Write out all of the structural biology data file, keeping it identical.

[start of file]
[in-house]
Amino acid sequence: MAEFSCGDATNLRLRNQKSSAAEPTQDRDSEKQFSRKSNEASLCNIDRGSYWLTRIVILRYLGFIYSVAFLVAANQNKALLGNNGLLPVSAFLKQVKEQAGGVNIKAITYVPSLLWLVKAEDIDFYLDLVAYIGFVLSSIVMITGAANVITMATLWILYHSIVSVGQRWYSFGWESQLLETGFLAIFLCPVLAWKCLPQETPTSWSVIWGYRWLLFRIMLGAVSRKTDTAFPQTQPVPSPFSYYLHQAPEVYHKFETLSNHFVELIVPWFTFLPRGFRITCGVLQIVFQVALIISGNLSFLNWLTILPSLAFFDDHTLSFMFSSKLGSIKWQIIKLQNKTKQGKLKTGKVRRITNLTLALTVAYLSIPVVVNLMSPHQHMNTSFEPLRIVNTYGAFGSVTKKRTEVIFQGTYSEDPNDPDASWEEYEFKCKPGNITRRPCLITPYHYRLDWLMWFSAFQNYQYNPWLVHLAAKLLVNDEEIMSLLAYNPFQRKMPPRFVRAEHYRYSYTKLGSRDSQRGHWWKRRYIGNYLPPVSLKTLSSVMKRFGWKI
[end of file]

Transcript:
[in-house]
Amino acid sequence: MAEFSCGDATNLRLRNQKSSAAEPTQDRDSEKQFSRKSNEASLCNIDRGSYWLTRIVILRYLGFIYSVAFLVAANQNKALLGNNGLLPVSAFLKQVKEQAGGVNIKAITYVPSLLWLVKAEDIDFYLDLVAYIGFVLSSIVMITGAANVITMATLWILYHSIVSVGQRWYSFGWESQLLETGFLAIFLCPVLAWKCLPQETPTSWSVIWGYRWLLFRIMLGAVSRKTDTAFPQTQPVPSPFSYYLHQAPEVYHKFETLSNHFVELIVPWFTFLPRGFRITCGVLQIVFQVALIISGNLSFLNWLTILPSLAFFDDHTLSFMFSSKLGSIKWQIIKLQNKTKQGKLKTGKVRRITNLTLALTVAYLSIPVVVNLMSPHQHMNTSFEPLRIVNTYGAFGSVTKKRTEVIFQGTYSEDPNDPDASWEEYEFKCKPGNITRRPCLITPYHYRLDWLMWFSAFQNYQYNPWLVHLAAKLLVNDEEIMSLLAYNPFQRKMPPRFVRAEHYRYSYTKLGSRDSQRGHWWKRRYIGNYLPPVSLKTLSSVMKRFGWKI